That is a tricky question and I can only answer from a regulator’s perspective. There is cost containment pressure, particularly on the side of the industry, but we don’t make any revenues but bBy law we are required to cover our costs. Between 2006, when the Austrian agency was founded and its tasks were outsourced from the Ministry of Health, and 2011, the applications and attached income involved were growing between 14-20% each year. Accordingly personnel grew as well, although we also achieved more efficiency gains. 2012 was the first year when we reported only 1% growth, and we are expecting it to remain at that level also in 2013. Sometimes we get withdrawals when companies sift through their portfolios in order to adjust it accordingly.
I strongly believe that the efficiency of co-operation among member states needs to be improved. That has been an on-going issue for years.
How would you compare Austria with its European counterparts in terms of healthcare delivery, and how do you think Austria is seen by your colleagues?
Well I don’t know other systems particularly well, but I would rather be a patient here than anywhere else! In terms of how we regulate our medicinal products, it depends on the indicators you are using to compare yourself with other member states. In relation to its population Austria has an average sized authority and in terms of pharmacovigilance staff we are still of average size, but on the upper limit. Regarding how many case report files are submitted to us- our reactive pharmacovigilance system- we are ranked in WHO as 18th worldwide, and 6th in the European Union. Our system works very well since we were outsourced from the ministry. We also rank 7th in the European Union reference memberships for MRP/DCP procedures. For the European Medicines Agency scientific advice, Austria is ranked as number two, but again this is quantitative. In co-operation with the European Directorate of Quality and Medicines (EDQM) for the Certificate of Suitability, Austria also ranks second.
So Austria is active and we are doing our share. Sometimes we do more than would be expected for our size and I think in terms of quality we enjoy a good reputation.
You mentioned pharmacovigilance, but your agency is also responsible for many other things including inspections and regulation of herbal medicines. What have been your areas of improvement, and the hot topics for 2012?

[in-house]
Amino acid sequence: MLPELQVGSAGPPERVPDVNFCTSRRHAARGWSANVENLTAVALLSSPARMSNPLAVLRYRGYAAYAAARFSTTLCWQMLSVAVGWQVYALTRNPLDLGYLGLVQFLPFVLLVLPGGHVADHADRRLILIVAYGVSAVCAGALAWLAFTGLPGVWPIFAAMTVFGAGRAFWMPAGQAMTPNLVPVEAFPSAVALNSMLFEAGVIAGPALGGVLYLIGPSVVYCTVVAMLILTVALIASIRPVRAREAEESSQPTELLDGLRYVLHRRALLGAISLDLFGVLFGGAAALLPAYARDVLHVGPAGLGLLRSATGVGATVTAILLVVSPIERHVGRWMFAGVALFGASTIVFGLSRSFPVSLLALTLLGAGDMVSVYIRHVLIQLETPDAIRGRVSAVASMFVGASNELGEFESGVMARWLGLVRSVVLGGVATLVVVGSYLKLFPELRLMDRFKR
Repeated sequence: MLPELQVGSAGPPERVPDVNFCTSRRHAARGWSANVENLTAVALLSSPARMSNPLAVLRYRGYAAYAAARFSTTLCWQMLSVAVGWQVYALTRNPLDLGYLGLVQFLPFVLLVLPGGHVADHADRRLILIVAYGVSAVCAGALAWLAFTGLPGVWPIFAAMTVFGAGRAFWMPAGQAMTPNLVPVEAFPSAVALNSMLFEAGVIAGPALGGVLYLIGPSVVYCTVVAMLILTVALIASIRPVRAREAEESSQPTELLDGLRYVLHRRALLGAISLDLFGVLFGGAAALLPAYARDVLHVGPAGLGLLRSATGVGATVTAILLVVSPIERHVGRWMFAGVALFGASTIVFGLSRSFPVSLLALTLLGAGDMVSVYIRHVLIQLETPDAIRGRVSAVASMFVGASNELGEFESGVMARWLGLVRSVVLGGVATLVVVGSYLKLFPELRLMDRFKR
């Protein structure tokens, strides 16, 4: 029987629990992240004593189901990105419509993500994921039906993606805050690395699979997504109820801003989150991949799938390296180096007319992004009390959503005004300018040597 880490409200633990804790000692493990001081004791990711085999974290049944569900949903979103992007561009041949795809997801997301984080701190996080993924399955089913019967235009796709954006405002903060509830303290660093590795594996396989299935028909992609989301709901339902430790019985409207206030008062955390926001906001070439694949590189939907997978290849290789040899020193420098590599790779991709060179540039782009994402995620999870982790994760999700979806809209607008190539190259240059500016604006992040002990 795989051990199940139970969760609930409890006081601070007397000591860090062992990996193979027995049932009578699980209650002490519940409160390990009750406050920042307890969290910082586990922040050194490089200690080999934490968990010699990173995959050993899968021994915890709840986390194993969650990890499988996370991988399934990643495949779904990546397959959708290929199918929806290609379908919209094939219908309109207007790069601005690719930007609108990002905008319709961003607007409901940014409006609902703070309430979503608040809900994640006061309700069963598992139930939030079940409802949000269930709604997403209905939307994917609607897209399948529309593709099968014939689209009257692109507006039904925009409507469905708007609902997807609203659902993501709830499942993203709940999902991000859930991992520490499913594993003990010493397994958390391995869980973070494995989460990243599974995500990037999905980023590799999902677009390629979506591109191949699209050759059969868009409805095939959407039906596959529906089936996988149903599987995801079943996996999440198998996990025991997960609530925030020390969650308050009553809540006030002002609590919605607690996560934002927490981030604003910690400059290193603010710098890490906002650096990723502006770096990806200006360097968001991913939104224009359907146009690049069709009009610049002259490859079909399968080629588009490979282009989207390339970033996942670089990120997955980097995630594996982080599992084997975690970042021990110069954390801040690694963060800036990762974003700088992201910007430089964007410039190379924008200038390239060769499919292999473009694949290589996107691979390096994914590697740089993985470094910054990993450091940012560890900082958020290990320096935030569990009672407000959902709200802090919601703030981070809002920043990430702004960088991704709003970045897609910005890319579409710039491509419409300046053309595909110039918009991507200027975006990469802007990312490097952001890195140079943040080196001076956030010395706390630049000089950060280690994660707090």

The problem in 2012 was to deliver the same quantity and quality of work despite the stagnation in income. Although a stable growth had been forecasted, we had to face a decrease in turnover later the year. As a consequence of it we have had to work on the operational and organisational structure more accurately. We had to think a little harder and perform some internal restructuring. By what others say about us, I believe we are very Austrian in the sense of being pragmatic with many things. For example we are publishing a regularly updated list of submission slots in order to submit DCP procedures. Another example of our pragmatism noticed by the EU Member States is that we accept English texts for product submissions, as long as they have not been put on the market yet, to speed up the process.
What are the objectives you have set yourself in the coming three to four years, and what would you have liked to achieve in that time?
Our objectives have not changed. First and foremost we have to fulfil – the European and national regulations with an adequate quality. On the more visionary side we are very pro-European Union, so it is one of our strategic aims to take a good part of the burden of cooperating with the European Union within the network, and we would like to do that in spite of shrinking resources.